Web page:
The second panel comprised policy experts who back the Paris agreement: Christiana Figueres, the former executive secretary of the United Nations Framework Convention on Climate Change; David O’Sullivan, the European Union’s ambassador to the U.S.; Jonathan Elkind, who served as the Department of Energy’s assistant secretary for international affairs under President Obama; and Manish Bapna, the managing director of the World Resources Institute think tank.
This panel argued that the transition to clean energy is, in O’Sullivan’s words, “frankly unstoppable,” and emphasized the economic case for participation in the Paris agreement. They also underscored the simplicity and flexibility of the agreement, noting that every nation has the power to establish and revise its commitments.
A crucial part of wealthier nations’ commitment to participating in the Paris agreement is the R&D necessary to achieve a low-carbon economy, which the panel agreed would pay major economic dividends to the nations conducting it. O’Sullivan noted that the EU is stepping up its own R&D investment toward this goal to more than €1.1 billion per year.
Elkind stressed that U.S. innovation strategy should distinguish between near-term and long-term goals, saying,
It’s not just a question of coming up with the new, whiz-bang technology that’s going to allow us to do things we never thought that we could do. It’s also about pushing down costs progressively.
He remarked that, at present, the dramatic cost reductions already seen in technologies such as solar power, LED lamps, and batteries should be extended to other technologies. He suggested that work on “breakthroughs” should concentrate on “suites of technologies that we may not even see today but could emerge into commercial production around 2025 to 2030.”
Amid partisan divides, participants hope for bipartisan action
As the Trump administration has worked to reverse President Obama’s climate policies, many proponents of climate change mitigation have decided to proceed on their own. Most notably, after President Trump announced the U.S. will withdraw from the Paris agreement, many state and local governments, corporations, and individuals announced they would continue to pursue its goals. Just yesterday, former Energy Secretary Ernest Moniz launched a new Washington, D.C.-based think tank dedicated to developing policies and facilitating collaborations that will aid the transition to a low-carbon economy.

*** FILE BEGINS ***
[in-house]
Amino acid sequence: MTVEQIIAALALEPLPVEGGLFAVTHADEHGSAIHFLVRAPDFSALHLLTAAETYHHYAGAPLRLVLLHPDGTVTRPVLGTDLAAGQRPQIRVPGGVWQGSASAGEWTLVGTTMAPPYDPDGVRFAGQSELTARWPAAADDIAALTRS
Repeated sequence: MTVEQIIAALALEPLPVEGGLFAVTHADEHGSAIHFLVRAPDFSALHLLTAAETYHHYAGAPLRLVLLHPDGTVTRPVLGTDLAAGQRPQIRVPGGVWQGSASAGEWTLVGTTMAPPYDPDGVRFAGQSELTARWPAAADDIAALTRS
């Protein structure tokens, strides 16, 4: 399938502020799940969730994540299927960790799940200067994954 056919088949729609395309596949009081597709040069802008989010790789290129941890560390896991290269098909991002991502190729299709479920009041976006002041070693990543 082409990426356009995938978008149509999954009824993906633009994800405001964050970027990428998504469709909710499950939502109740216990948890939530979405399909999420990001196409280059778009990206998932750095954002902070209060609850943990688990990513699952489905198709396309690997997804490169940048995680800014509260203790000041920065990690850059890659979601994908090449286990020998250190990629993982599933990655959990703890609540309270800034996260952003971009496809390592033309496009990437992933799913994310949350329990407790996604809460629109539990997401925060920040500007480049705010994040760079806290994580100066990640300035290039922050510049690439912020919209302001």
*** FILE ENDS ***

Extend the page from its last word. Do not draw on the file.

The Democrats’ decision to hold their own roundtable reflected the go-it-alone spirit of the moment, but Johnson and the roundtable participants also expressed a desire to forge national climate policies through bipartisan agreements. Members of the second panel, in particular, urged that piecemeal efforts are no substitute for a coordinated national policy and international leadership the U.S. can provide. Bapna added that it would become particularly difficult for states to carry the burden once commitments become more aggressive in the post-2025 timeframe.
Johnson asked both panels for their views on how to move beyond current partisan divides. This was a problem on which Goldstein focused most of his remarks, urging that “righteous indignation” should be avoided and that alliances be cultivated with conservative-leaning individuals in agriculture and the military who have a clear stake in climate policy. Figueres recommended stressing the short-term economic and health benefits that will accompany action toward the decarbonization of energy regardless of one’s concerns about climate change.
Although the partisan divide over climate change is as stark as it has ever been, there have recently been signs that some of the old battle lines could be fading. For instance, while Secretary of State Rex Tillerson’s climate-related actions during his time as CEO of ExxonMobil are currently under scrutiny as part of a state fraud investigation, he has publicly disagreed with President Trump on the decision to exit the Paris agreement. Meanwhile, in Congress, the House’s Climate Solutions Caucus, which only accepts new members in bipartisan pairs, has grown to 21 members from each party.
As far as the House Science Committee is concerned, though, bipartisan cooperation on climate issues is likely to prove elusive for the foreseeable future.